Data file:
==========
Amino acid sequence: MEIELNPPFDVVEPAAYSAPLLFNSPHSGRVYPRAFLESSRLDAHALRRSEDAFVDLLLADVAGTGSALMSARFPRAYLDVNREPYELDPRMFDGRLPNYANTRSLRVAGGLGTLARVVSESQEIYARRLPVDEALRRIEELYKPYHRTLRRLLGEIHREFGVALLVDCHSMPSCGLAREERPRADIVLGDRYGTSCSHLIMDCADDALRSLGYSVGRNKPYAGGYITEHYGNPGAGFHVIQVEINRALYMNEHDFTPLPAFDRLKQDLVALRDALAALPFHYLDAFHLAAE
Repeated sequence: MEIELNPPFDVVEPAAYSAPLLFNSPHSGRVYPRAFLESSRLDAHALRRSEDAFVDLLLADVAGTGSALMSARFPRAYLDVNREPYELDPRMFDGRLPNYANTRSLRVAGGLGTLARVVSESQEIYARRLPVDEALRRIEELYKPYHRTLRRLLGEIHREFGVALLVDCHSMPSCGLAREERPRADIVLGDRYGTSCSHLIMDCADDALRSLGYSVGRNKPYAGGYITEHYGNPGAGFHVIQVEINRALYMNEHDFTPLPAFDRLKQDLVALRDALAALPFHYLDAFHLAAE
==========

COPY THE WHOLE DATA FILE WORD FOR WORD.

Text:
Amino acid sequence: MEIELNPPFDVVEPAAYSAPLLFNSPHSGRVYPRAFLESSRLDAHALRRSEDAFVDLLLADVAGTGSALMSARFPRAYLDVNREPYELDPRMFDGRLPNYANTRSLRVAGGLGTLARVVSESQEIYARRLPVDEALRRIEELYKPYHRTLRRLLGEIHREFGVALLVDCHSMPSCGLAREERPRADIVLGDRYGTSCSHLIMDCADDALRSLGYSVGRNKPYAGGYITEHYGNPGAGFHVIQVEINRALYMNEHDFTPLPAFDRLKQDLVALRDALAALPFHYLDAFHLAAE
Repeated sequence: MEIELNPPFDVVEPAAYSAPLLFNSPHSGRVYPRAFLESSRLDAHALRRSEDAFVDLLLADVAGTGSALMSARFPRAYLDVNREPYELDPRMFDGRLPNYANTRSLRVAGGLGTLARVVSESQEIYARRLPVDEALRRIEELYKPYHRTLRRLLGEIHREFGVALLVDCHSMPSCGLAREERPRADIVLGDRYGTSCSHLIMDCADDALRSLGYSVGRNKPYAGGYITEHYGNPGAGFHVIQVEINRALYMNEHDFTPLPAFDRLKQDLVALRDALAALPFHYLDAFHLAAE